For many people, it’s more prudent to fly, but others may have a vehicle they don’t want to leave behind. In my case, I love road trips and have two fur-covered companions in tow. I accepted a position in Fairbanks, Alaska more than 5000 miles away from where I lived with only two months to make it there.
It seemed next to impossible, but the adventure was well worth all the stress of planning. The best piece of advice I was given and feel obligated to pass along to anyone interested in making this trek is to buy the guide book called the Milepost! This guide is amazing - it gives you info on literally everything that you will encounter between the lower 48 and Alaska, from maps to lists of amenities, where to get gas, food, lodging and so much more.
Driving from Maine across the entire country (and Canada) to Alaska was one of the best experiences of my life. I met tons of interesting people and saw some of the most awe inspiring sights. I highly recommend Badlands National Park and Mt. Rushmore.
If you’re like me with family and friends spread across the country, take advantage of the opportunity and turn your road trip into a chance to see all your long-lost friends and family.
Not only does this help with your hotel costs, it gives you a chance to see their neighborhoods from local eyes. I budgeted for 2 weeks to make the entire 5000 mile journey (it can be done in less if needed) and I certainly didn’t take the shortest route possible. I planned out which areas I knew someone or parks that I was hoping to explore. The shortest route would have taken me through Canada nearly the whole way. According to other travelers, that drive is boring and not recommended for winter travel.
I discovered that the best route (especially during winter) would be to drive all the way across the country to Seattle and then travel up through British Columbia. I was honestly thrilled at this idea because I had never been to the west coast and always wanted to drive across the country and now I finally had that opportunity.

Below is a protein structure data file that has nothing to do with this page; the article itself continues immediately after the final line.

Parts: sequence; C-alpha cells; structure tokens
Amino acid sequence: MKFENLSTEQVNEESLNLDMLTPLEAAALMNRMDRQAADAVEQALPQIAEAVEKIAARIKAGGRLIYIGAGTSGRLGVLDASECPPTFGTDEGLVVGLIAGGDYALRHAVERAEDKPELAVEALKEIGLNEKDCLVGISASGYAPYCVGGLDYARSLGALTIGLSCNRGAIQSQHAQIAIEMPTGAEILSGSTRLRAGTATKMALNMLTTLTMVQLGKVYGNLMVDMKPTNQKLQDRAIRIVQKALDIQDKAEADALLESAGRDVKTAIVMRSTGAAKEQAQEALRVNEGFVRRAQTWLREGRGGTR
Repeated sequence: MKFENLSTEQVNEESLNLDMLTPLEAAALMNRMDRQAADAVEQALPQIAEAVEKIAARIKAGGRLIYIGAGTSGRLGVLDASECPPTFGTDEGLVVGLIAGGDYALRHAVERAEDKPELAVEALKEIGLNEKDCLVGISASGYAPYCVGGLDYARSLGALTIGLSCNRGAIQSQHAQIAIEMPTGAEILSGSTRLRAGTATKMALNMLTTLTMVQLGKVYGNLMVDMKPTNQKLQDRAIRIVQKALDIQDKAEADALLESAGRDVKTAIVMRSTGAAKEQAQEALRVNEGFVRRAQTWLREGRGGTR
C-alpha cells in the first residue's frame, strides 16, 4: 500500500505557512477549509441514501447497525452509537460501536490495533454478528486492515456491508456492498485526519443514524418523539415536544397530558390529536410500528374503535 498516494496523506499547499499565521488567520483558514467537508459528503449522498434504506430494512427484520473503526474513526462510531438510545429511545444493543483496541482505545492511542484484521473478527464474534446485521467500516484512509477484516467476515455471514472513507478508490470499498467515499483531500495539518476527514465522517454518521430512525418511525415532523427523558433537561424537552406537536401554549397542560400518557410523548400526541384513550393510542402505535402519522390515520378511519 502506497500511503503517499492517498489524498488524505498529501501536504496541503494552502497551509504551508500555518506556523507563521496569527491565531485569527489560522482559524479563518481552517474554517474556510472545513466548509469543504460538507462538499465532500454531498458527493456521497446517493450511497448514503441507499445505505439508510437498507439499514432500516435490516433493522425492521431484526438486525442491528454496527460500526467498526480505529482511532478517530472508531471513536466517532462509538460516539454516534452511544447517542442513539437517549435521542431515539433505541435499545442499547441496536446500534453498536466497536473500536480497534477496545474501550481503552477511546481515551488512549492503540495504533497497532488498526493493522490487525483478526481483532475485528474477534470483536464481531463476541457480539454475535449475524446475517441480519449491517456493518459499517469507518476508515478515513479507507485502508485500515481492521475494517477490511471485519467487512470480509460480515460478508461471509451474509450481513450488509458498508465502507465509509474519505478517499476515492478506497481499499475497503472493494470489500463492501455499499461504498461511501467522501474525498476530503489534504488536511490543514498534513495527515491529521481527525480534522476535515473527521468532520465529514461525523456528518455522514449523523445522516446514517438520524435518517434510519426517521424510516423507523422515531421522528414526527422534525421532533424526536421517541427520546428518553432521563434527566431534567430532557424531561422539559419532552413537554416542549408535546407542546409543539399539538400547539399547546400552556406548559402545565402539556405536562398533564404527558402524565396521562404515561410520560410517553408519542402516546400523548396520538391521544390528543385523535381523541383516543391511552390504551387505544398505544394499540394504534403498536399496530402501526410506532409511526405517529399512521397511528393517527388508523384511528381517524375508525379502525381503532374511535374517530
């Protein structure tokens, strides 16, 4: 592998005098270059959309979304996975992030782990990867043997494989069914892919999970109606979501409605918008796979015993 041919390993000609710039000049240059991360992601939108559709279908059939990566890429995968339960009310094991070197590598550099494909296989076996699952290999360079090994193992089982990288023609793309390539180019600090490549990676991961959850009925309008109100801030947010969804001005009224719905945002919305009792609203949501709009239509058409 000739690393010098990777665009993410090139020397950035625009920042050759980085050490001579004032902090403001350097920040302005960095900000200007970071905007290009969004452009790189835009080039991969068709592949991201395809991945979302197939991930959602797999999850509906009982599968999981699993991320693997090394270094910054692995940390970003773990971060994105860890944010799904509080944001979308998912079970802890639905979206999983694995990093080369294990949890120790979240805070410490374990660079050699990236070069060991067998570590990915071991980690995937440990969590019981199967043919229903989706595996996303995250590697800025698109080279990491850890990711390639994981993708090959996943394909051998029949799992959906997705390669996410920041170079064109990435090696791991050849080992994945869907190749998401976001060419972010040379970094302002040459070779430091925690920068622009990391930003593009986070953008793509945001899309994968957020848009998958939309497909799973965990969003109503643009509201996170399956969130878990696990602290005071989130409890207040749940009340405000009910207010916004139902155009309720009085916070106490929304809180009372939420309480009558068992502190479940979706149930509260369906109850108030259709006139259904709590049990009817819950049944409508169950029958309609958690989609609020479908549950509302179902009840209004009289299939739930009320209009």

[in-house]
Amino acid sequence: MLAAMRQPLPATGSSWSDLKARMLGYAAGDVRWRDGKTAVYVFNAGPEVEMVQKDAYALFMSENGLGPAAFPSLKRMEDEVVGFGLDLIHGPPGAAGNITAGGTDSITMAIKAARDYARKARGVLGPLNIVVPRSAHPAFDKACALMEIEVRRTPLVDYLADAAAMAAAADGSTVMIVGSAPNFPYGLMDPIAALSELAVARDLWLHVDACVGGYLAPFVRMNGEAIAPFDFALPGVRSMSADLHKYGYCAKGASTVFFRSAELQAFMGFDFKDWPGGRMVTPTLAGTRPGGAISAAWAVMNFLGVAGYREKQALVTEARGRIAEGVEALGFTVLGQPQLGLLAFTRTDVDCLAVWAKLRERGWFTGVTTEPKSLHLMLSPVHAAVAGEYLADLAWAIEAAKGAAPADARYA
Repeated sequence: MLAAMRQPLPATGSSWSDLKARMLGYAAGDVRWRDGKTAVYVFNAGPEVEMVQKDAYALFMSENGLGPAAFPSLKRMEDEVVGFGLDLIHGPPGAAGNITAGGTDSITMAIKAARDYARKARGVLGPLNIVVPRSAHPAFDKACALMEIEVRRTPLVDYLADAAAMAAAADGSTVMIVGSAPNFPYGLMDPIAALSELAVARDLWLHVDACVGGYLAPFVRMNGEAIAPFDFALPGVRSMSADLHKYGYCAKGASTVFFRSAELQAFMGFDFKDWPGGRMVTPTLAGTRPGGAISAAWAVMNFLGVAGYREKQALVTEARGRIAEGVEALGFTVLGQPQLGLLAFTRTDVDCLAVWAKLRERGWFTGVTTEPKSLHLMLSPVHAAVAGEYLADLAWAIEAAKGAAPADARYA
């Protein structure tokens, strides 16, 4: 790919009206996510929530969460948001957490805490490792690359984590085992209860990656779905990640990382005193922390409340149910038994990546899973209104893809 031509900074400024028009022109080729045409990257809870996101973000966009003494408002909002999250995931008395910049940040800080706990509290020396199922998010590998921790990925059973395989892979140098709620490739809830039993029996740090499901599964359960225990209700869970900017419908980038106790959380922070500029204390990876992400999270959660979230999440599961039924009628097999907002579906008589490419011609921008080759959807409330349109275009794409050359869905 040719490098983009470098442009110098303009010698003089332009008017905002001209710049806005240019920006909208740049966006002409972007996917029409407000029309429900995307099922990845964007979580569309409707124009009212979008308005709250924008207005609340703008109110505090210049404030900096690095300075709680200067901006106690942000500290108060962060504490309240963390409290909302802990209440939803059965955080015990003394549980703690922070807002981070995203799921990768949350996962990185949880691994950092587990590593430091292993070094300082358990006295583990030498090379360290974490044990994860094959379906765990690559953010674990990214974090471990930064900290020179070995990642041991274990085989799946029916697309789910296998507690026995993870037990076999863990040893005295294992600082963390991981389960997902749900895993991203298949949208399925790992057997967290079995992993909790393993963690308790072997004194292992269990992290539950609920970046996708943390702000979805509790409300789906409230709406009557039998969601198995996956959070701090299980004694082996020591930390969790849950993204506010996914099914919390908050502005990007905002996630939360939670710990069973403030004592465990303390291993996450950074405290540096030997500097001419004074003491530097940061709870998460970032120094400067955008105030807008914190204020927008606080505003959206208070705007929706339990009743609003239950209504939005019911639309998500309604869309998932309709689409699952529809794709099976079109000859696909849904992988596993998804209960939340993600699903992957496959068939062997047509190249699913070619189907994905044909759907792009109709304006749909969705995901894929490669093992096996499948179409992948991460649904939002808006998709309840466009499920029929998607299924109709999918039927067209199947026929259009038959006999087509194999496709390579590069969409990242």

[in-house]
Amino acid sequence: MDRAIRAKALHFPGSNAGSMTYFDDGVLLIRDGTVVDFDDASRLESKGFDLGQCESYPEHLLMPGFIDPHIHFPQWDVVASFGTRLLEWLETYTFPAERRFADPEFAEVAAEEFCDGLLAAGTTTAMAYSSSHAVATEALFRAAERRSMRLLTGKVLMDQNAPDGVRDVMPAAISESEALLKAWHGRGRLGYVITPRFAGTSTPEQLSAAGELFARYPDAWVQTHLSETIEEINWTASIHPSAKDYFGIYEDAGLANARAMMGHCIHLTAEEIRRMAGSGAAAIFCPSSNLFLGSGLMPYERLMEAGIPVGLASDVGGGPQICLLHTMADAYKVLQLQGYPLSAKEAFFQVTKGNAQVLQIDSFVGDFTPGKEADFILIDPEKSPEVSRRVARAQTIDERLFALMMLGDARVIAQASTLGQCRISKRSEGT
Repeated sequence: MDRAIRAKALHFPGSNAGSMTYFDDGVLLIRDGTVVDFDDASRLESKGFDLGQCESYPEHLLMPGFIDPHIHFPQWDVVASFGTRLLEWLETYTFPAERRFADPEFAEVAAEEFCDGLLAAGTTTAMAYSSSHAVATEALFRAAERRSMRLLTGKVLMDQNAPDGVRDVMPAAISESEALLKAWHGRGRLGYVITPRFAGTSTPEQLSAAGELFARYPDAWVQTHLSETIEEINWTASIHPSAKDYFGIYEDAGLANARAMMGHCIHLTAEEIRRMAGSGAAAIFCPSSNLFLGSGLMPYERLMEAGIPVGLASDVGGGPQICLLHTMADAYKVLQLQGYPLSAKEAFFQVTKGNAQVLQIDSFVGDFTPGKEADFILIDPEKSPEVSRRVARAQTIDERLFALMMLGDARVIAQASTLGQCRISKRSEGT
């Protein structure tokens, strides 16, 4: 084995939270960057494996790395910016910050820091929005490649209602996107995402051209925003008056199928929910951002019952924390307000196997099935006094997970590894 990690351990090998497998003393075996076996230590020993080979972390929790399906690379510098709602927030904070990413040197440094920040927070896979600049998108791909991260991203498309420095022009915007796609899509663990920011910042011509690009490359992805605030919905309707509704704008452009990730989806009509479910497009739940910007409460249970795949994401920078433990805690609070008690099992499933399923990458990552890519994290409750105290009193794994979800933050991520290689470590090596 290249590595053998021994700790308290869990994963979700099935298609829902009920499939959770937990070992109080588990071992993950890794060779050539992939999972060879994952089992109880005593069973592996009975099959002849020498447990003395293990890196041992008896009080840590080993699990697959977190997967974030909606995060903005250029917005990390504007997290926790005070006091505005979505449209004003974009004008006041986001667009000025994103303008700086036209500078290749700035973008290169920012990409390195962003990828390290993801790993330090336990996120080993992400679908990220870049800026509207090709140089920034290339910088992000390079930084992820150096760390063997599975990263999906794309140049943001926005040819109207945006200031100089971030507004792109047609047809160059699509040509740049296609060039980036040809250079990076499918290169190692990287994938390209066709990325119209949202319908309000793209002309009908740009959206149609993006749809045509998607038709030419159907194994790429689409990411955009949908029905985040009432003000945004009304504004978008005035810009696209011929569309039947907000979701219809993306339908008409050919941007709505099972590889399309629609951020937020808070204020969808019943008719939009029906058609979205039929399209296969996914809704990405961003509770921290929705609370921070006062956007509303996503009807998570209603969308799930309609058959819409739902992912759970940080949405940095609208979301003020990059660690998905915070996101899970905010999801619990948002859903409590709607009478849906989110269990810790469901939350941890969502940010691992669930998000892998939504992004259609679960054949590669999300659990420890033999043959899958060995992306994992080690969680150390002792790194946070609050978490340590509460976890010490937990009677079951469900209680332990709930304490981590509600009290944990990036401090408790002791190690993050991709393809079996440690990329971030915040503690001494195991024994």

Another major aspect of my trip that gave me immense joy was the fact that I was completely free to change my plans as I went.
The only deadlines I had were to be in Seattle by a certain date and to get to Alaska before my start date. I budgeted to get there about a week before I needed to start work. This worked out ideally because at the beginning of my trip, I decided to skip a stop, affording me an extra day along the way. I was able to stay two nights and explore Badlands National Park, as well as enjoy a whole day in the middle of my trip that I didn’t need to be on the road. I was able to recharge, repack and relax. The next part of my journey wasn’t as easy going as the start but it was still highly enjoyable.
One last piece of advice I would give is that you allow yourself extra time!
Not only do you want to enjoy this trip in all its glory but there are a multitude of things that could happen that could push back even the most well planned and prepared traveler. I budgeted for three days to drive from Seattle, Washington to Fairbanks, Alaska. I was very lucky to have another driver join me for this stretch of the trip and it still took us an additional day to make the full trip. The first leg of our trip went well but we pushed ourselves hard and drove a little too long. We ended the night by driving through some of the most magnificent looking mountains in the dead of night. After a day of driving, we were exhausted; the roads were winding, steep and covered in a thick layer of ice. We made it safely but it was worrying. From there, we decided to shorten the amount of driving time for each day and make it a little easier.
The final section of this journey included some of the most breathtaking scenery and wildlife. Not only were we driving through mountain ranges like nothing I had seen before but we were amazed to see herds of bison along the road, mountain goats on the cliffs, as well as countless moose and caribou in different areas along the way.
If you’re considering this drive, I highly recommend that you stop at Liard Hot Springs. I passed by on a snowy day and didn’t think we would end up going in but figured it was a decent place for a stop and to walk the dogs. When we got to the springs, it was so clear and beautiful I couldn't resist and ended up just jumping in. It was definitely one of the highlights of the entire trip and so refreshing and relaxing during a long day of driving.
All in all, my road trip was an exhilarating, empowering and life changing experience. I recommend it to anyone that has the means to do it, whether it’s the entire cross country trip or just driving the Alcan through Canada.
Do your research. Make sure you have emergency plans and supplies, because you never know what could go wrong. But if you’re undecided on whether to drive or fly, I want you to know that it is absolutely possible to drive to Alaska and I hope my experience might provide you the confidence to give it a try.